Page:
The mayor of North Adams, Massachusetts says he’ll run for re-election this fall.
Nearing the end of his first term, Tom Bernard has a message for North Adams.
“Put very simply, I’m not done yet," said the mayor. "It’s been a good start and I want to carry through on the progress that we’ve seen.”
This fall, Bernard will ask city voters to keep him in the corner office for another two years. He says his list of accomplishments starts with efforts to plan for the future.
“One of the things is planning for change, really looking at how do we ensure long term sustainability for the city," said Bernard. "Things such as the move for the school department into city hall, which both is an efficiency for the city and school in terms of saving money but also for the potential for shared services down the road.”
The mayor points to a number of grants the city has brought in during his tenure.
“$90,000 to update the airport master plan, $50,000 to work on our zoning project, $30,000 for climate vulnerability preparedness, things that are about long-term planning for the future of the city,” he told WAMC.
In the realm of public safety, Bernard touts his selection of Police Chief Jason Wood to succeed Michael Cozzaglio among the major accomplishments of his first term.
“I said when I started that, that it was going to be the most important hire of this term," said the mayor. "And it has been, and I am pleased with the outcome.”
At a time when the city has grappled with high crime rates, staffing shortages, and a decrepit public safety building, the move wasn’t the only change the police force has seen under Bernard’s leadership.
“We removed the police department from civil service, which we’ve seen some positive effects on our recruiting and our ability to bring in officers,” said Bernard.
The mayor also noted his efforts to address facilities.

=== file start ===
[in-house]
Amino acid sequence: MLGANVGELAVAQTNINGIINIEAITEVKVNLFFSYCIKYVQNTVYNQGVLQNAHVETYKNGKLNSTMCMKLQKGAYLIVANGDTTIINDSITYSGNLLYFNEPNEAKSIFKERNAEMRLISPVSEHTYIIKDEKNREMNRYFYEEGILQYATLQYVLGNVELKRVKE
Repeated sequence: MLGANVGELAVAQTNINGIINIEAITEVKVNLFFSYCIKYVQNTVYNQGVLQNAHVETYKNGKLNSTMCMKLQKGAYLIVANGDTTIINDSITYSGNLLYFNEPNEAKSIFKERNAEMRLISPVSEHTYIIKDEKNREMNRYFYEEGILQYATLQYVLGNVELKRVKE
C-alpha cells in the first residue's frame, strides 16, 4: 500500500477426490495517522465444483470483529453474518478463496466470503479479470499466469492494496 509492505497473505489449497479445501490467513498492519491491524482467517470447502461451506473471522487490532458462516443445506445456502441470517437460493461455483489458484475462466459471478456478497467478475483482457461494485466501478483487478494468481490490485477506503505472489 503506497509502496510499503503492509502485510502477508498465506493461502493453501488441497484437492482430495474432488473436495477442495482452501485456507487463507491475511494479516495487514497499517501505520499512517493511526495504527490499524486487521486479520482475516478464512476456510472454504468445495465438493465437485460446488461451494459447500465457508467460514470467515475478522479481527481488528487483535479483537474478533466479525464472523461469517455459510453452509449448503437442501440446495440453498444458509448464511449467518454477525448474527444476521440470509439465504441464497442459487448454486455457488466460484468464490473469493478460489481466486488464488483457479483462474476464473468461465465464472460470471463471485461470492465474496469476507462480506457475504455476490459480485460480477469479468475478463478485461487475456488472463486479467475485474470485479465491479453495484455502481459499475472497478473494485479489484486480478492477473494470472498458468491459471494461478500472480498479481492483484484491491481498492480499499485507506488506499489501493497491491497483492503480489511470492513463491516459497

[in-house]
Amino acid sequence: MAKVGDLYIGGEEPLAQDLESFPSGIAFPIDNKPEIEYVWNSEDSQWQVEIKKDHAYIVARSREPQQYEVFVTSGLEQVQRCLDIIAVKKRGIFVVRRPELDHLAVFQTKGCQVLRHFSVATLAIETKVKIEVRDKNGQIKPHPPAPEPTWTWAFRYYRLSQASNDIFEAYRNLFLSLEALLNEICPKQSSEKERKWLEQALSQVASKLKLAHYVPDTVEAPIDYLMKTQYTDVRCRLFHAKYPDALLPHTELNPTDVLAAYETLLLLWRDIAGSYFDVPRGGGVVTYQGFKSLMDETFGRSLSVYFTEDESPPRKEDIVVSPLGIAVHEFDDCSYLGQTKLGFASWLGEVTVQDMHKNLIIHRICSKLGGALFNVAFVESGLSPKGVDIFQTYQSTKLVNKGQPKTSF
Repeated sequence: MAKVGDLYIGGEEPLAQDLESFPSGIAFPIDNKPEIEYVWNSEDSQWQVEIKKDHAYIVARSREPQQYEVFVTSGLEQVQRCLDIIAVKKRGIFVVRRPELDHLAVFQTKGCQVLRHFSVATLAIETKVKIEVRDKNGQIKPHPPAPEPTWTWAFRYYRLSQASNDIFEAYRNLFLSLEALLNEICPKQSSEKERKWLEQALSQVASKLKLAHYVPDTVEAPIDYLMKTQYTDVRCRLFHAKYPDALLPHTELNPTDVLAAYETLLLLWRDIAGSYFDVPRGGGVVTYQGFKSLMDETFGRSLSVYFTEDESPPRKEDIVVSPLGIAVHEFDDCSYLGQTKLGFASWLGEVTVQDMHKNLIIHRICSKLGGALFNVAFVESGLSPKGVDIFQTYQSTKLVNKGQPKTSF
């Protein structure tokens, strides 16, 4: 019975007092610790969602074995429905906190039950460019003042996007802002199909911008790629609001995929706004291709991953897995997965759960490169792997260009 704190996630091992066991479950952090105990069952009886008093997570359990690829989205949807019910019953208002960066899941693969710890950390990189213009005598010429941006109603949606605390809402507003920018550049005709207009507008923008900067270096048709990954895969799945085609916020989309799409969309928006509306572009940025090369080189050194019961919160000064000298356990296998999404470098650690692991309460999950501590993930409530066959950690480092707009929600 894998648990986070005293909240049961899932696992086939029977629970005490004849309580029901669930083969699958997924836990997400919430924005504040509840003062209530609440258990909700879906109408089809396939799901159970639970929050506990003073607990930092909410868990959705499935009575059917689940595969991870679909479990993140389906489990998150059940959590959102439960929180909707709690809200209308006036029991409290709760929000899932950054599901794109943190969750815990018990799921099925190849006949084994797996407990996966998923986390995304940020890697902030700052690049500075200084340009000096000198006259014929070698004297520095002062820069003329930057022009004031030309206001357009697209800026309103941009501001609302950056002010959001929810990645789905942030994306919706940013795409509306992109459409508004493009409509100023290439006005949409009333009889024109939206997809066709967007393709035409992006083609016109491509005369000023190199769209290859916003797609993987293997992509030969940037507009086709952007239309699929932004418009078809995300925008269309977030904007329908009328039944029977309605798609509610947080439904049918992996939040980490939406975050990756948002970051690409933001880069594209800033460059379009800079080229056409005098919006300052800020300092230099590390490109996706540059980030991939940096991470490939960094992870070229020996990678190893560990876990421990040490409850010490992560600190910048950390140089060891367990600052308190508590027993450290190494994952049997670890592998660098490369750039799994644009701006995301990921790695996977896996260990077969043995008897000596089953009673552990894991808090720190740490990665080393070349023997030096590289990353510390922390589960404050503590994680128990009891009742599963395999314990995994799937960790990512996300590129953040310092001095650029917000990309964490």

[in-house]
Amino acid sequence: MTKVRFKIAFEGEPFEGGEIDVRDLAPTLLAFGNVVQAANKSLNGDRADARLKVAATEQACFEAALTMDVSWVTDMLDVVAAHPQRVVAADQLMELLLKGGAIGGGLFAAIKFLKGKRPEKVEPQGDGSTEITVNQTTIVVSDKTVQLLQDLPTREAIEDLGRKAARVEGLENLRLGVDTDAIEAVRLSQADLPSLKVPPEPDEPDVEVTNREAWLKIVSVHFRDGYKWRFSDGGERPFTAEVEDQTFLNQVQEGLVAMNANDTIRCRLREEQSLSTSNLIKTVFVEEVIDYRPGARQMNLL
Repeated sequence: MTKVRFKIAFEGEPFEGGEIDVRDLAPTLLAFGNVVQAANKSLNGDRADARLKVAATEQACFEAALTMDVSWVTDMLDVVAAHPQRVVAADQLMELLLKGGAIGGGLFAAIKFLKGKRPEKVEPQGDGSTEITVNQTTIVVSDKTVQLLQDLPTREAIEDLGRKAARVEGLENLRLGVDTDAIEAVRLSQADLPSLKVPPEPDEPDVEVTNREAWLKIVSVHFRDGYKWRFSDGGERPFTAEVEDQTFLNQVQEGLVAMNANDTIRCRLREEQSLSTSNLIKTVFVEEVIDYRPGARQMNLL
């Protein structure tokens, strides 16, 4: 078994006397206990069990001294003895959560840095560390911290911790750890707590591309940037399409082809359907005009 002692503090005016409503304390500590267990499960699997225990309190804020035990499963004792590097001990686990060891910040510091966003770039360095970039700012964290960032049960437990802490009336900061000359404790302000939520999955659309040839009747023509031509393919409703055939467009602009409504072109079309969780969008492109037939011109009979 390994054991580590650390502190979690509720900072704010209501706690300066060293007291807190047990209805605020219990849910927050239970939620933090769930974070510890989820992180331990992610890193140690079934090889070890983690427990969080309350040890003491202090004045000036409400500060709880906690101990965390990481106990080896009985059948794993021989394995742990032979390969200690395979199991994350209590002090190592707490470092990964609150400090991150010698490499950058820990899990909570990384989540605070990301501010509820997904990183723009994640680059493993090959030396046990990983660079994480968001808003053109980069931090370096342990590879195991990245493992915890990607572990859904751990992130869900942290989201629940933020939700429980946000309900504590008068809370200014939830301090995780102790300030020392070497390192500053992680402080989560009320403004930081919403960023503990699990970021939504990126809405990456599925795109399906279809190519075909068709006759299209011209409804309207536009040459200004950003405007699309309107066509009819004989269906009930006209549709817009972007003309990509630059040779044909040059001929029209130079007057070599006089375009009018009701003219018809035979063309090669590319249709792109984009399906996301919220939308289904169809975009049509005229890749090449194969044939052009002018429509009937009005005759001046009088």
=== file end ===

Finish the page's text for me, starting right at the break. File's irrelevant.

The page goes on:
“Early on we got funding into the state bond bill for an engineering study for a new public safety building, and that money hasn’t been appropriated yet so we’re doing as much work as we can now to plan for that, to figure out the location, the siting, all of those things,” he said.
In terms of consolidating resources, Bernard has made efforts to divest from a number of city-owned properties during his term.
“We put out the Notre Dame building, which is moving forward, the salt shed on Ashland Street which unfortunately isn’t, we’ll be putting out the Mohawk Theatre RFP when we’ve got that developed," said Bernard. "I expect by the end of the fiscal year, by the end of June, we’ll have sold the former DPW property to Cumberland Farms.”
On the economic front, Bernard is proud of a tax increment financing agreement the city made with Stanley Black & Decker that will allow Tog Manufacturing to expand its operation in North Adams. Bernard says the move will bring close to 30 jobs to the city over the next three years.
“I was at an event at McCann School last week that was put on by MassHire Berkshire," said Bernard. "And it was a manufacturing certificate program and what we’re realizing is it creates connections in the community that will allow people to train and pursue jobs and careers here, raise families, buy homes, and then compete because as more folks are trained and the demand for labor increases, the salary demand for people should increase as well so we’ll see that effecting standard of living throughout the region.”
If given a second term, Bernard says one of his goals is to see the city become more transparent and accessible to its residents, as well as for it to make further progress on public safety.
“That we continue to focus on insuring we are a safe and a welcoming community, that we are working at every level to address the challenges of things like the opioid epidemic and the epidemic of domestic violence in the community, to insure that people are safe, that they are secure, that they are accessing the services that they need,” said the mayor.
While efforts to further develop the city’s economy and revive its downtown are high among his priorities, Bernard says North Adams must keep an eye on equity for it most vulnerable citizens.
“Making sure that we are working so that people are not left behind," he told WAMC. "That seniors and those on fixed incomes can afford to stay in their homes. That we are managing our operations in as fiscally responsible a way as we can and minimizing the added impact on ratepayers while insuring that we provide a high level of service.”
Bernard’s re-election campaign begins with a kickoff event on June 13th.